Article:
Wisconsin Important Bird Areas

Conserving the most important places for birds

Upper Chippewa Conifer-Hardwood Forest

Site Description

This vast area, on the Chequamegon-Nicolet National Forest, lies near the headwaters of the Chippewa River and several tributaries. It is a high, relatively flat ground moraine containing large poorly drained areas with higher ridges between the parallel trending forest wetlands. A characteristic feature of this area is extensive tracts of old-growth conifer wetlands, the majority located in low-lying areas between ridges and along southwest flowing streams. The uplands are forested in aspen, maple, and white birch, with scattered pockets of old-growth hemlock and white pine. Alder thickets, open bog, muskeg, and small patches of old red pine forest, floodplain forest, and upland openings also are present.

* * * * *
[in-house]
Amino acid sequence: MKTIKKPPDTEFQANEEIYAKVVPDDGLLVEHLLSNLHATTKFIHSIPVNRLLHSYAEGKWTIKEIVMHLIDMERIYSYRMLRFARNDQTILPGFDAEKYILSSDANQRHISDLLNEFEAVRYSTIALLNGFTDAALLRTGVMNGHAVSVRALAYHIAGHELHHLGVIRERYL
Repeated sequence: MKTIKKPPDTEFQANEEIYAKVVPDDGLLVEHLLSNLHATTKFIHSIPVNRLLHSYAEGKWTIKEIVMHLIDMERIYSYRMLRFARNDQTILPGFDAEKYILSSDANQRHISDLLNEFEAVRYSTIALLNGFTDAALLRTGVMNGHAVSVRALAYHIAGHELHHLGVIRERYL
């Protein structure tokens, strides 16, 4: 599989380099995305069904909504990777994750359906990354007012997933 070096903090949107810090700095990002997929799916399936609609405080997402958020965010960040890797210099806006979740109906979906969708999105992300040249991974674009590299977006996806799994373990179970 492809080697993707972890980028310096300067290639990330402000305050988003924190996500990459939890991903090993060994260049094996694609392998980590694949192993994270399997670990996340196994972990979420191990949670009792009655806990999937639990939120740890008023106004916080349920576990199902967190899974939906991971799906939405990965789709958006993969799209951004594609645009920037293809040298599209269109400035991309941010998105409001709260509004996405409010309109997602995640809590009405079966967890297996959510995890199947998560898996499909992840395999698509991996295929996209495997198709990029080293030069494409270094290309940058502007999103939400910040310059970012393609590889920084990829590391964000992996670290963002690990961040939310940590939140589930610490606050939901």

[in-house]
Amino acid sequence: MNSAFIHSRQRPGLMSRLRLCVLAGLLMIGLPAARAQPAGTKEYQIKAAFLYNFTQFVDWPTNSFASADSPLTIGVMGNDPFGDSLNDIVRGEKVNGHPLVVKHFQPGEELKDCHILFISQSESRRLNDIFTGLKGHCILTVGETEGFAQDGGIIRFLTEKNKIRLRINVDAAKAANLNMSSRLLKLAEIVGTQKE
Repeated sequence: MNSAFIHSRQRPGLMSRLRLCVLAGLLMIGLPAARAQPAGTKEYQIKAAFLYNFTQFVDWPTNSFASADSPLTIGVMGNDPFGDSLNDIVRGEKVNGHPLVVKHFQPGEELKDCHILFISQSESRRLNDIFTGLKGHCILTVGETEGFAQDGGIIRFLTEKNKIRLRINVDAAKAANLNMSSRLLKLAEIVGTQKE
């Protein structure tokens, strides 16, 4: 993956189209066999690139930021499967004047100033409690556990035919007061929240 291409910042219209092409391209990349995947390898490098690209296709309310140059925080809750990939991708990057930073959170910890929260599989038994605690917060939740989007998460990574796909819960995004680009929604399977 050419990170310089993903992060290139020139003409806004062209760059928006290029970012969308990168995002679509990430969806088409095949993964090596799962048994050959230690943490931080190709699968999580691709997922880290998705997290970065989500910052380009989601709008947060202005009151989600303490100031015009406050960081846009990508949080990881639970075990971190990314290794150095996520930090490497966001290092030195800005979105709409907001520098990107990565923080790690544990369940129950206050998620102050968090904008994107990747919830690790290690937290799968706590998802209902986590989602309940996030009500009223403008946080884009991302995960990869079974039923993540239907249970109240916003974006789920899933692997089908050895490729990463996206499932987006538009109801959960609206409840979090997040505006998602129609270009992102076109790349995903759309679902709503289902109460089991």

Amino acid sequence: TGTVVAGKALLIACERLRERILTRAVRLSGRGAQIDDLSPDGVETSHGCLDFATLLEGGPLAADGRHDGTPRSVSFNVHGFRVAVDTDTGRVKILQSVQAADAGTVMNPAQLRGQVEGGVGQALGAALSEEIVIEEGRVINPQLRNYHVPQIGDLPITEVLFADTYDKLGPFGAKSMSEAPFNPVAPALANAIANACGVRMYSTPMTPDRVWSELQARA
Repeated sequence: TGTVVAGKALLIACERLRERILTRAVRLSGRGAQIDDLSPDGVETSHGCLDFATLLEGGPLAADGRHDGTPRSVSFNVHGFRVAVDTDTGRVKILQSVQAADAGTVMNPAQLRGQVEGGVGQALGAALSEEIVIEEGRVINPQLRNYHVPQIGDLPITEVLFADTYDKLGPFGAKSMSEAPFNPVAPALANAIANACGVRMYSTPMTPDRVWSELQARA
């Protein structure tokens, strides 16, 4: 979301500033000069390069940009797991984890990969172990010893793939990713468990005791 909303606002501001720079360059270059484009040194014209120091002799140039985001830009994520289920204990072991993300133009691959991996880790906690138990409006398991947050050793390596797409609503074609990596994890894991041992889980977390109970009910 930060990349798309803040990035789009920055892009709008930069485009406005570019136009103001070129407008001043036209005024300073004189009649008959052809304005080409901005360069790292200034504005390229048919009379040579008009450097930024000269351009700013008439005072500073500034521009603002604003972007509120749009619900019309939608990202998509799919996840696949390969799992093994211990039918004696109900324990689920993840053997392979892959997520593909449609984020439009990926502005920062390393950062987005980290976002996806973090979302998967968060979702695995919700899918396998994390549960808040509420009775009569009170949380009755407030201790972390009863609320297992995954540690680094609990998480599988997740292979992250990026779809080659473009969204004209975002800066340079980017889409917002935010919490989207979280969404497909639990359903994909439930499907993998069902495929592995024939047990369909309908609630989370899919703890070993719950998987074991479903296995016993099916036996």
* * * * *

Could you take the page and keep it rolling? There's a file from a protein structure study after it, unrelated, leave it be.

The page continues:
Ornithological Importance

This site supports a multitude of priority species at high densities in both the wetlands and uplands. Notable are exceptional numbers of conifer-loving species such as black-backed woodpecker, olive-sided flycatcher, Nashville warbler, Blackburnian warbler, Cape May warbler, and pine warbler. A variety of wetland, shrub, and muskeg species such as American bittern, golden-winged warbler, mourning warbler, boreal chickadee, gray jay, and boreal finches such as purple finch, white-winged crossbill, and red crossbill also are found in high numbers.

Upper Chippewa Forest, photo by Thomas Meyer

Upper Chippewa Forest, photo by Thomas Meyer